Crime and Punishment and Irrational Man, a film by Woody Allen (This essay discusses the film in its entirety. It thus contains spoilers.)

The commentary and criticism I’ve read about Allen’s film, Irrational Man, make some mention of Dostoyevsky’s novel Crime and Punishment, but don’t really seem to connect to how closely Allen imitates the arc of that Russian 19th Century novel with his tale of a contemporary American murderer. If observers miss that similarity, then the film’s departure from Dostoyevsky loses its significance. We miss, I believe, what Allen is saying about our world today.

Like the novel’s killer, Raskolnikov, Allen’s Abe Lucas reveals himself to be a troubled soul. He’s despairing, dysfunctional, impulsively suicidal. Both killers form their motive for murder from overhearing strangers talk of a person who may have treated others badly. The desire to rid the world of these particular perpetrators of human suffering seizes their imaginations.

While the particulars of the actual murders diverge, with Raskolnikov using an axe (so unnecessarily bloody and involved), Lucas poisons his victim (so clean and contemporary, like lethal injection). Both are planned, deliberate affairs. The storytellers depict the murders with chilling clarity.

Neither tells anyone about their crime. Initially, the two men exhibit different reactions. Raskolnikov breaks down. He’s nursed back to health over months by his devoted friend. Lucas’ deed liberates him. He can write again. His love interest now offers, “he’s an animal” in bed. He resists at first the advances of a student, but then succumbs to her. All seems well with our modern murderer.

Yet both become hunted men. They seek to evade being captured and held accountable. Here the stories begin to diverge, which points to a different point I believe Allen wishes to make about his view of our current world.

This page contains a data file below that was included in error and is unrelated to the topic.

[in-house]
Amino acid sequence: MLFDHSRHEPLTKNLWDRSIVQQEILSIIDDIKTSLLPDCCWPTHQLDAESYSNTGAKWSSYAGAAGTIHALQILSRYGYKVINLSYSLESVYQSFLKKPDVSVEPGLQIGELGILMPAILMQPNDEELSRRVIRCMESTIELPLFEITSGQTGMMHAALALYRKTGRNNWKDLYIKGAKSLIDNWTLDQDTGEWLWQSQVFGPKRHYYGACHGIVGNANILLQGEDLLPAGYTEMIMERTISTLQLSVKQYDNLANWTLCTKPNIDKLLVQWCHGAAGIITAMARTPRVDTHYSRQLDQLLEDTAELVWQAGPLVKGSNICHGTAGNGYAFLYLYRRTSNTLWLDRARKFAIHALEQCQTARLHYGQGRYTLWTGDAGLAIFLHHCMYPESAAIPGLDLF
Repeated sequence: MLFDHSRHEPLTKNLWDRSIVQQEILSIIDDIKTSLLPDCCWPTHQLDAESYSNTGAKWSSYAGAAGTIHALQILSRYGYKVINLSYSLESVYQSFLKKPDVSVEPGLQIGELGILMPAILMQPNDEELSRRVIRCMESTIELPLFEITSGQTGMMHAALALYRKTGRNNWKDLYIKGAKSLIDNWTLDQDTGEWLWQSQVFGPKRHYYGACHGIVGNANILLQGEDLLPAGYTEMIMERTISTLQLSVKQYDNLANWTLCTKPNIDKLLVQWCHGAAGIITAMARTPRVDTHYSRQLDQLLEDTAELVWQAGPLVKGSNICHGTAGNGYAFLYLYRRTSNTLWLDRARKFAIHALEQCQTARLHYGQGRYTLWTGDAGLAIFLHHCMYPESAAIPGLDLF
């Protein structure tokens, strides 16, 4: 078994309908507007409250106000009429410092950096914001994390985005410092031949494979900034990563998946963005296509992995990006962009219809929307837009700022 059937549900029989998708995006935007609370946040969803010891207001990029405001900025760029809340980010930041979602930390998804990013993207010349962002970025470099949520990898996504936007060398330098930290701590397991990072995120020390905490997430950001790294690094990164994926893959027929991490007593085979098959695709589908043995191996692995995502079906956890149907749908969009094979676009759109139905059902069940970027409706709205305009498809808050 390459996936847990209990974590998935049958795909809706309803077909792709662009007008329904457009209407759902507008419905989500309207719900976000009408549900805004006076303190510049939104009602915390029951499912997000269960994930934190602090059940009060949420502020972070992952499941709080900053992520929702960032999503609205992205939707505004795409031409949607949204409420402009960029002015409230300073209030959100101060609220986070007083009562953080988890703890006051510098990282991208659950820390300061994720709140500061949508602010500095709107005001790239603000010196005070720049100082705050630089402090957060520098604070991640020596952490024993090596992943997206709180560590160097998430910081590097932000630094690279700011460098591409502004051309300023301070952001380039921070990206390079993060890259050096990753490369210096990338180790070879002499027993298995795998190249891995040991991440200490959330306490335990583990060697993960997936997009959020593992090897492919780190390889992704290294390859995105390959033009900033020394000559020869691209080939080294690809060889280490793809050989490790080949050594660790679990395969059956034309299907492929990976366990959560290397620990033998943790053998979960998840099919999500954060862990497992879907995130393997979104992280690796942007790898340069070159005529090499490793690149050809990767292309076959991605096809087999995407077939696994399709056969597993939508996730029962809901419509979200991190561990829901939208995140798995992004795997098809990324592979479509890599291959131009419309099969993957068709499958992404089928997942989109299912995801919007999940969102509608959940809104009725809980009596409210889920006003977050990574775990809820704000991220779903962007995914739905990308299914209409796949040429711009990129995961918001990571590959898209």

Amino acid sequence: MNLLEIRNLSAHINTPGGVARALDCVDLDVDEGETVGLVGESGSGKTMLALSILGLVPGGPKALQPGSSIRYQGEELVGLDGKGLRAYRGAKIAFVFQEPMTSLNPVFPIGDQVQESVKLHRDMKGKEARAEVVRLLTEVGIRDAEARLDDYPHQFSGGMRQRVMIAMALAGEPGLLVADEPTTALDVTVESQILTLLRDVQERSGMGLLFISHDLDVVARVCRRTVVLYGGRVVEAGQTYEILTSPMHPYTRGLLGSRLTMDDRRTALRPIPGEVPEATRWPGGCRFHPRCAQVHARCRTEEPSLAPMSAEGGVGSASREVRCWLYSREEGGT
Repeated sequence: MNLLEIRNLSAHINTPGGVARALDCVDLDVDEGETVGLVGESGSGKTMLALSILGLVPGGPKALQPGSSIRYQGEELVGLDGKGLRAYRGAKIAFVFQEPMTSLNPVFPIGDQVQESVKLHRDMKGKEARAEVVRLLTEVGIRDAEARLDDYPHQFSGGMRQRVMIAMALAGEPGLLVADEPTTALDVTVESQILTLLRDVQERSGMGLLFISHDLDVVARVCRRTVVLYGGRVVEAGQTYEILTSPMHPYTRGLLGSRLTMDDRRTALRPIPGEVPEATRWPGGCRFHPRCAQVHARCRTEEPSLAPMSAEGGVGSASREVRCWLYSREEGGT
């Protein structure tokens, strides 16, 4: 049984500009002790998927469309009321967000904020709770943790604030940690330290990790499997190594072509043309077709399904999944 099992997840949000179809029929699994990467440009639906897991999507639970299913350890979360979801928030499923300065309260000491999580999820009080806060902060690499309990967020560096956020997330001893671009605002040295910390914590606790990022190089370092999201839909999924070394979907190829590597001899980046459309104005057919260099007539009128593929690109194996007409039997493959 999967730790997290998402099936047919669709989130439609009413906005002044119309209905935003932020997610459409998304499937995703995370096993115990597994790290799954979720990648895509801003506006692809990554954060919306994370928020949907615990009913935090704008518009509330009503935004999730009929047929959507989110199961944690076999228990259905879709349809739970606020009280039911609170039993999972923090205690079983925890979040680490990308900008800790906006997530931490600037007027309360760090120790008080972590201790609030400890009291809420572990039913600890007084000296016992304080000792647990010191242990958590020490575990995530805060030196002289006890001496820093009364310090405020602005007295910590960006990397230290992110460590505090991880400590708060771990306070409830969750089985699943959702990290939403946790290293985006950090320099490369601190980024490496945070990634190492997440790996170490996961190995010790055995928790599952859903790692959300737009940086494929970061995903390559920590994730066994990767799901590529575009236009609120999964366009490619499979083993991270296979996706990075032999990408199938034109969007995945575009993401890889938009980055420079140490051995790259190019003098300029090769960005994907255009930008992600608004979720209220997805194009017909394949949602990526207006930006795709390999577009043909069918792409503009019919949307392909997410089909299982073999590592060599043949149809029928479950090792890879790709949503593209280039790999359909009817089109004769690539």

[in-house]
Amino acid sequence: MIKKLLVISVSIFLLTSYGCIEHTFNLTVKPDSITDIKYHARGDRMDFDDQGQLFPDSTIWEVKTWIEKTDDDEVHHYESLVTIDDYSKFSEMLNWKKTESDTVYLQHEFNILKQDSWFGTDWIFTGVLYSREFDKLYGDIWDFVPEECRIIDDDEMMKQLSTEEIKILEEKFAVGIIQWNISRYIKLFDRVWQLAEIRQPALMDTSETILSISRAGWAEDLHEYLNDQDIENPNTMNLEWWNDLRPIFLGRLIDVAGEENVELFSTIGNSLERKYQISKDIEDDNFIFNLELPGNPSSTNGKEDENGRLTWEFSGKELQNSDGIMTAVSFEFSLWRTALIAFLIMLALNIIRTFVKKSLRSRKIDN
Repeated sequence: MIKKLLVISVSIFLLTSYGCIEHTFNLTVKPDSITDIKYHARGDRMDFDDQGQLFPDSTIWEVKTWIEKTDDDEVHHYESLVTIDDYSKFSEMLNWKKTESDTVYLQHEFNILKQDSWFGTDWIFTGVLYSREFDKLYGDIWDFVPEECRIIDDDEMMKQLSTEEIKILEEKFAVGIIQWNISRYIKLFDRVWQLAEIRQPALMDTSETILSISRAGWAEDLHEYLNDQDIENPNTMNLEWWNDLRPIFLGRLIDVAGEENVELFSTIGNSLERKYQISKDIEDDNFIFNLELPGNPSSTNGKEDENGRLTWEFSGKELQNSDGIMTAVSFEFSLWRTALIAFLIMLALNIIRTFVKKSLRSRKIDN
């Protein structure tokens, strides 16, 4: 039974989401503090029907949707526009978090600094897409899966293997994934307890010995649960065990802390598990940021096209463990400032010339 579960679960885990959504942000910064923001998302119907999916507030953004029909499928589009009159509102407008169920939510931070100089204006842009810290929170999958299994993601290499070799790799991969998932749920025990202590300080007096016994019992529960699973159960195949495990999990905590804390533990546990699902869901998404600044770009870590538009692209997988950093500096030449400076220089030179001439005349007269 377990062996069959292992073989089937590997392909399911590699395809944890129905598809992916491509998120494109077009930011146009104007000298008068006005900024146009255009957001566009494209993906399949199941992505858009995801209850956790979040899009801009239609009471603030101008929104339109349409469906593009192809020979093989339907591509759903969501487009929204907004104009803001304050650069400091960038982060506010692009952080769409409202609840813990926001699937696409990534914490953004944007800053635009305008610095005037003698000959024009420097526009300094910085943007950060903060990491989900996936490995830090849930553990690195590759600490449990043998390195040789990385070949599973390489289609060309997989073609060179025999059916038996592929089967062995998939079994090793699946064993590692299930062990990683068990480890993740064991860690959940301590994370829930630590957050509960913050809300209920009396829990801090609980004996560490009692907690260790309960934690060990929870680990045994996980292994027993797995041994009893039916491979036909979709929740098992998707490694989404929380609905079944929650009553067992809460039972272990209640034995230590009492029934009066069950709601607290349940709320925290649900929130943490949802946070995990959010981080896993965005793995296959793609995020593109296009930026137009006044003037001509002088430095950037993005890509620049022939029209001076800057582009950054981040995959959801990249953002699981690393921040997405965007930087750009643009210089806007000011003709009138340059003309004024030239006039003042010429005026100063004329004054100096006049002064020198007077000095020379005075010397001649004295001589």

Raskolnikov’s love, Sonya, becomes aware of his crime, seeks to convince him to turn himself in. He responds with a seemingly rational motive for the murder, asserting, “I killed a louse.” She screams at him, “A human being is not a louse!” She and the detective who pursues him succeed eventually in persuading Raskolnikov to confess. He’s sent to prison, where Sonya visits him frequently. The reader has a sense, at the end of the novel, that her love will prevail in helping him fully feel the remorse for his crime.

Dostoyevsky’s novel thus becomes an examination of someone developing a true moral conscience. The detective, in one of his conversations with Raskolnikov, claims “…you’ll decide to embrace suffering… Because suffering … is a great thing…. There is an idea in suffering.” There’s much hope in this portrait of a criminal who slowly, painfully, allows himself to feel sorrow for taking the life of another human being. The worst sinner can achieve redemption.

Lucas’ student lover, Jill, reacts in horror when he acknowledges that he killed. In contrast with Raskolnikov’s lover Sonya, she isn’t able to engage Lucas towards any remorse. All he wishes to do is escape. The film ends with him trying to kill her. She fights him off. he slips and falls into the elevator shaft he had prepared for her death and silence.